Bohler: Although the tenor of the warm-dimming situation in the lighting industry is decidedly up in the air, based on the widely varying products in the marketplace, the ability to color control the LED array is one of its strengths. No other light source has the color control flexibility that a multi-color, multi-channel LED array has. Not only can it provide an incandescent-like dimming output, but white color tuning at fixed output, color on-demand, as well as custom white and color tuning options are all possible. What other light source can perform at this level? Answer: none!
|Chris Bohler, Eaton's Cooper Lighting Business|
We as LED lamp and luminaire providers need to ensure that our products meet realistic specifications, but as industry and academic research has uncovered recently, even the way we visualize and talk about light needs to be revamped. Our lighting and color science forebears simply did not perceive of an LED light source that has the flexibility of spectral content that was assumed in the CCT, CRI, and R-value metrics that we as an industry utilize today.
Terao: As mentioned earlier, one of the advantages of LED solutions is to provide unique capabilities that standard technologies cannot. End users still have varying opinions on what dim-to-warm should look like in different settings - not all want to just mimic the standard technology. LED solutions allow for various appearances. Keeping the options flexible will enable end users to create the scenes they desire, without being constrained by the traditional look. Standardization in defining the dim-to-warm appearance not only in CCT but perhaps color-space would provide the industry a better understanding of color. For example, some use a yellow LED for CCTs around 2000K, and in color space, the saturation of the yellow would be apparent versus simply stating a CCT. Requiring correlation between dimming percent and CCT should also be noted. For example, products could indicate 10% dimming to 2400K and 5% dimming to 2000K.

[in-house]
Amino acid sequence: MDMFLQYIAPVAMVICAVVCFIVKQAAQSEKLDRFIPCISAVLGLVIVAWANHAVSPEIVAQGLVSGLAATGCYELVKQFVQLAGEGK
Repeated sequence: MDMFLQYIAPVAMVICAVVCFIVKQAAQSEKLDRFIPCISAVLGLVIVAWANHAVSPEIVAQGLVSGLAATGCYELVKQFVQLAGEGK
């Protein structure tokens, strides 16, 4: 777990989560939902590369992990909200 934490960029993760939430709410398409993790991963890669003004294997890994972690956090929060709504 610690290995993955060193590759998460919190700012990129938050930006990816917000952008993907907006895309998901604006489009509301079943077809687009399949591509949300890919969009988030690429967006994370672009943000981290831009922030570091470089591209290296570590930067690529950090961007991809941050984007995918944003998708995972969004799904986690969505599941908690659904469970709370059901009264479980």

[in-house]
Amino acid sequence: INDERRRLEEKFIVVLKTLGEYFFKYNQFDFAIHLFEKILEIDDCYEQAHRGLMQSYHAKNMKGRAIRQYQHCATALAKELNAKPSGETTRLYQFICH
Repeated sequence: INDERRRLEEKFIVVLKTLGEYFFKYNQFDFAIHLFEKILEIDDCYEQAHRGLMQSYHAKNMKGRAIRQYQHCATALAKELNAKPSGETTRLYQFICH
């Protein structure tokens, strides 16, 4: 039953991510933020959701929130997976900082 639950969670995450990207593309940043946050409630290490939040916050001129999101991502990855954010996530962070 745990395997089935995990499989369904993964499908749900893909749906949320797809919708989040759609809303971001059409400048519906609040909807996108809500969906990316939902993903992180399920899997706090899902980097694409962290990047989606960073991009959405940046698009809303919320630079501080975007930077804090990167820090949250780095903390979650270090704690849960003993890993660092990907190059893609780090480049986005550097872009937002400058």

IIF: How significant of a market will tunable white lighting products be in the near term? Do you believe there is scientific proof of phenomena such as productivity increases in office workers or improved health in medical patients that can be attributed to lighting and specifically CCT and spectral power? Will tunable lighting products be a niche or mainstream market in the near term?